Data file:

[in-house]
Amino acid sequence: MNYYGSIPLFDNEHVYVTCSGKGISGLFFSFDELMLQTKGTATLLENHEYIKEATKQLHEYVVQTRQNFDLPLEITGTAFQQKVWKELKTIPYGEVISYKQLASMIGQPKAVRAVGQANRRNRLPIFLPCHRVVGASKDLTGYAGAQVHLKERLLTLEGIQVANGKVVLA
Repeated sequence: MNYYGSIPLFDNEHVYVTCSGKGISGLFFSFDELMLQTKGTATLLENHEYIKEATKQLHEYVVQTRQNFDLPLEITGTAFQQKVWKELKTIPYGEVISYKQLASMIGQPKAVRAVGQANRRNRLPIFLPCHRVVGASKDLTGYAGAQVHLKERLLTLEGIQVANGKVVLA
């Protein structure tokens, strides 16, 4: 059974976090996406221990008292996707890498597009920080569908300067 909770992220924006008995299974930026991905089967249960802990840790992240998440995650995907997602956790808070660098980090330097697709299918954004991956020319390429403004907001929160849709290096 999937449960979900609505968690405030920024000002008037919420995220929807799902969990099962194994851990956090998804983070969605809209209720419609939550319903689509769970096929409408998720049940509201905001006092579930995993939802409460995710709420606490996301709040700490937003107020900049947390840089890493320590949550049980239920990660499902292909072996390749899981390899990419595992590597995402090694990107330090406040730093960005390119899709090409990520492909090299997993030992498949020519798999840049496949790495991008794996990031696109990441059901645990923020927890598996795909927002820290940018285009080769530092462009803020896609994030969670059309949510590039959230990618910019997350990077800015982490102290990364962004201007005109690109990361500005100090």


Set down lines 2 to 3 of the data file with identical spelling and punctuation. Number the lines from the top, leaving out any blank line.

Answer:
Amino acid sequence: MNYYGSIPLFDNEHVYVTCSGKGISGLFFSFDELMLQTKGTATLLENHEYIKEATKQLHEYVVQTRQNFDLPLEITGTAFQQKVWKELKTIPYGEVISYKQLASMIGQPKAVRAVGQANRRNRLPIFLPCHRVVGASKDLTGYAGAQVHLKERLLTLEGIQVANGKVVLA
Repeated sequence: MNYYGSIPLFDNEHVYVTCSGKGISGLFFSFDELMLQTKGTATLLENHEYIKEATKQLHEYVVQTRQNFDLPLEITGTAFQQKVWKELKTIPYGEVISYKQLASMIGQPKAVRAVGQANRRNRLPIFLPCHRVVGASKDLTGYAGAQVHLKERLLTLEGIQVANGKVVLA